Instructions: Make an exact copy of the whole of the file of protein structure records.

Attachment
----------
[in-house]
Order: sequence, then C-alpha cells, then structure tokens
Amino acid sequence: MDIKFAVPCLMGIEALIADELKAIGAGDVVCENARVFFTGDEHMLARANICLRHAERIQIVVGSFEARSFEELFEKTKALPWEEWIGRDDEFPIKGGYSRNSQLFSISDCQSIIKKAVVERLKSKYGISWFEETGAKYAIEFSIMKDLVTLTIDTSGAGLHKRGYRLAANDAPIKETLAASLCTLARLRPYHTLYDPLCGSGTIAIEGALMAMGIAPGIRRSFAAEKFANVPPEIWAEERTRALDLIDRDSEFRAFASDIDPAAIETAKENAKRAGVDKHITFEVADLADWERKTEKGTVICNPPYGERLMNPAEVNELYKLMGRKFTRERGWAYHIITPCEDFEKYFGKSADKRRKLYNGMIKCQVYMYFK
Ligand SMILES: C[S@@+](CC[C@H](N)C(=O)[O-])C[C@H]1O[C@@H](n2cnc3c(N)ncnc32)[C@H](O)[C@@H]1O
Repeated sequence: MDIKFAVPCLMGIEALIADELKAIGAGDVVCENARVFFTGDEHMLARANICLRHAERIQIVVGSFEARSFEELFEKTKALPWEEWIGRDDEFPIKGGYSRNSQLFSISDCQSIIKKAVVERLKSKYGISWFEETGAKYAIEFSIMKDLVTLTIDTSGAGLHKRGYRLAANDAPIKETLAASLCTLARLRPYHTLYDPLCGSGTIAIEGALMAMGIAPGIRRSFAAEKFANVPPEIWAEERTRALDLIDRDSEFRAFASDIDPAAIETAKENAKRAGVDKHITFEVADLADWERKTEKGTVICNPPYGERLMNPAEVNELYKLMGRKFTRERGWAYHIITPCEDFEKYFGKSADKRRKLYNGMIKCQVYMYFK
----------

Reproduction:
[in-house]
Order: sequence, then C-alpha cells, then structure tokens
Amino acid sequence: MDIKFAVPCLMGIEALIADELKAIGAGDVVCENARVFFTGDEHMLARANICLRHAERIQIVVGSFEARSFEELFEKTKALPWEEWIGRDDEFPIKGGYSRNSQLFSISDCQSIIKKAVVERLKSKYGISWFEETGAKYAIEFSIMKDLVTLTIDTSGAGLHKRGYRLAANDAPIKETLAASLCTLARLRPYHTLYDPLCGSGTIAIEGALMAMGIAPGIRRSFAAEKFANVPPEIWAEERTRALDLIDRDSEFRAFASDIDPAAIETAKENAKRAGVDKHITFEVADLADWERKTEKGTVICNPPYGERLMNPAEVNELYKLMGRKFTRERGWAYHIITPCEDFEKYFGKSADKRRKLYNGMIKCQVYMYFK
Ligand SMILES: C[S@@+](CC[C@H](N)C(=O)[O-])C[C@H]1O[C@@H](n2cnc3c(N)ncnc32)[C@H](O)[C@@H]1O
Repeated sequence: MDIKFAVPCLMGIEALIADELKAIGAGDVVCENARVFFTGDEHMLARANICLRHAERIQIVVGSFEARSFEELFEKTKALPWEEWIGRDDEFPIKGGYSRNSQLFSISDCQSIIKKAVVERLKSKYGISWFEETGAKYAIEFSIMKDLVTLTIDTSGAGLHKRGYRLAANDAPIKETLAASLCTLARLRPYHTLYDPLCGSGTIAIEGALMAMGIAPGIRRSFAAEKFANVPPEIWAEERTRALDLIDRDSEFRAFASDIDPAAIETAKENAKRAGVDKHITFEVADLADWERKTEKGTVICNPPYGERLMNPAEVNELYKLMGRKFTRERGWAYHIITPCEDFEKYFGKSADKRRKLYNGMIKCQVYMYFK